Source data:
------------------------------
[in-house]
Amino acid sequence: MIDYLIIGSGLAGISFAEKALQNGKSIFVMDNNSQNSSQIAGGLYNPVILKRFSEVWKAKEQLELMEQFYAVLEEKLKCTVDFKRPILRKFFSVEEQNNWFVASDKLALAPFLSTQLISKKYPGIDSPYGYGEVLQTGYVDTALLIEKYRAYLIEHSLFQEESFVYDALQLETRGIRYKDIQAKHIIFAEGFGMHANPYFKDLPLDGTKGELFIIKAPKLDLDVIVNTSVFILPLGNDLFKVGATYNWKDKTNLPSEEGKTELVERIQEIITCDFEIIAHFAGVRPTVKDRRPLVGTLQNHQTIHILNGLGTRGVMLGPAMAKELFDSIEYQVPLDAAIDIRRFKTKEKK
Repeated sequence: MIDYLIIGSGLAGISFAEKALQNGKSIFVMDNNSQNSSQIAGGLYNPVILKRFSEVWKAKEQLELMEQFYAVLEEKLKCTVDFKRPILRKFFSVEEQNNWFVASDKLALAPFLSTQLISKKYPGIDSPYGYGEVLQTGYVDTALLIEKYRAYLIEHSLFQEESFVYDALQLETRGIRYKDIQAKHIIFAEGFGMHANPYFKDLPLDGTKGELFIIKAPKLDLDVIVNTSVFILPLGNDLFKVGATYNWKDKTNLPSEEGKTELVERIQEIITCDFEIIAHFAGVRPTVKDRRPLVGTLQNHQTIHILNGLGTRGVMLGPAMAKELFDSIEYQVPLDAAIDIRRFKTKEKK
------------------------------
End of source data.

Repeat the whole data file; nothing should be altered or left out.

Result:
[in-house]
Amino acid sequence: MIDYLIIGSGLAGISFAEKALQNGKSIFVMDNNSQNSSQIAGGLYNPVILKRFSEVWKAKEQLELMEQFYAVLEEKLKCTVDFKRPILRKFFSVEEQNNWFVASDKLALAPFLSTQLISKKYPGIDSPYGYGEVLQTGYVDTALLIEKYRAYLIEHSLFQEESFVYDALQLETRGIRYKDIQAKHIIFAEGFGMHANPYFKDLPLDGTKGELFIIKAPKLDLDVIVNTSVFILPLGNDLFKVGATYNWKDKTNLPSEEGKTELVERIQEIITCDFEIIAHFAGVRPTVKDRRPLVGTLQNHQTIHILNGLGTRGVMLGPAMAKELFDSIEYQVPLDAAIDIRRFKTKEKK
Repeated sequence: MIDYLIIGSGLAGISFAEKALQNGKSIFVMDNNSQNSSQIAGGLYNPVILKRFSEVWKAKEQLELMEQFYAVLEEKLKCTVDFKRPILRKFFSVEEQNNWFVASDKLALAPFLSTQLISKKYPGIDSPYGYGEVLQTGYVDTALLIEKYRAYLIEHSLFQEESFVYDALQLETRGIRYKDIQAKHIIFAEGFGMHANPYFKDLPLDGTKGELFIIKAPKLDLDVIVNTSVFILPLGNDLFKVGATYNWKDKTNLPSEEGKTELVERIQEIITCDFEIIAHFAGVRPTVKDRRPLVGTLQNHQTIHILNGLGTRGVMLGPAMAKELFDSIEYQVPLDAAIDIRRFKTKEKK